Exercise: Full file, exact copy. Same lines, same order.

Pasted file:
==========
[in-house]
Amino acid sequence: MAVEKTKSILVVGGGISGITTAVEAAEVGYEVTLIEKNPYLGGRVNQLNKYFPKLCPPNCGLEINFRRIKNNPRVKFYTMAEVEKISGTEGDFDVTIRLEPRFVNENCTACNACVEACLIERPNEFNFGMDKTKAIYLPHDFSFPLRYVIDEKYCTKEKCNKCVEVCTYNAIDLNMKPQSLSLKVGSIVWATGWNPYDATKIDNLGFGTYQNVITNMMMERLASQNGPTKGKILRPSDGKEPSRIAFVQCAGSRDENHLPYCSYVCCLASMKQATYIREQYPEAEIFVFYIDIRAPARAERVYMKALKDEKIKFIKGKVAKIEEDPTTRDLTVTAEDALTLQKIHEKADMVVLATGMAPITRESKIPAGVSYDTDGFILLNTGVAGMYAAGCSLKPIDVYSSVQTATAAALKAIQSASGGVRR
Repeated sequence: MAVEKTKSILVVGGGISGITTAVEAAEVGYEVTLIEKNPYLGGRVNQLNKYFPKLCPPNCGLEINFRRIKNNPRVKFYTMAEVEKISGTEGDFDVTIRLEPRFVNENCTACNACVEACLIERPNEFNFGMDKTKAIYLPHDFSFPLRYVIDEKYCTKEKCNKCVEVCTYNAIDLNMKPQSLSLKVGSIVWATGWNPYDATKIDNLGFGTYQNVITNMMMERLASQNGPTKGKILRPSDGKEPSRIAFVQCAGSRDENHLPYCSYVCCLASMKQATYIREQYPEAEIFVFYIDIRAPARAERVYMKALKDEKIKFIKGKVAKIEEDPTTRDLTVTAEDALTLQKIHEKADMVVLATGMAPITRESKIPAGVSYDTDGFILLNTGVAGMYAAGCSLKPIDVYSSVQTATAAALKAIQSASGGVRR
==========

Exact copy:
[in-house]
Amino acid sequence: MAVEKTKSILVVGGGISGITTAVEAAEVGYEVTLIEKNPYLGGRVNQLNKYFPKLCPPNCGLEINFRRIKNNPRVKFYTMAEVEKISGTEGDFDVTIRLEPRFVNENCTACNACVEACLIERPNEFNFGMDKTKAIYLPHDFSFPLRYVIDEKYCTKEKCNKCVEVCTYNAIDLNMKPQSLSLKVGSIVWATGWNPYDATKIDNLGFGTYQNVITNMMMERLASQNGPTKGKILRPSDGKEPSRIAFVQCAGSRDENHLPYCSYVCCLASMKQATYIREQYPEAEIFVFYIDIRAPARAERVYMKALKDEKIKFIKGKVAKIEEDPTTRDLTVTAEDALTLQKIHEKADMVVLATGMAPITRESKIPAGVSYDTDGFILLNTGVAGMYAAGCSLKPIDVYSSVQTATAAALKAIQSASGGVRR
Repeated sequence: MAVEKTKSILVVGGGISGITTAVEAAEVGYEVTLIEKNPYLGGRVNQLNKYFPKLCPPNCGLEINFRRIKNNPRVKFYTMAEVEKISGTEGDFDVTIRLEPRFVNENCTACNACVEACLIERPNEFNFGMDKTKAIYLPHDFSFPLRYVIDEKYCTKEKCNKCVEVCTYNAIDLNMKPQSLSLKVGSIVWATGWNPYDATKIDNLGFGTYQNVITNMMMERLASQNGPTKGKILRPSDGKEPSRIAFVQCAGSRDENHLPYCSYVCCLASMKQATYIREQYPEAEIFVFYIDIRAPARAERVYMKALKDEKIKFIKGKVAKIEEDPTTRDLTVTAEDALTLQKIHEKADMVVLATGMAPITRESKIPAGVSYDTDGFILLNTGVAGMYAAGCSLKPIDVYSSVQTATAAALKAIQSASGGVRR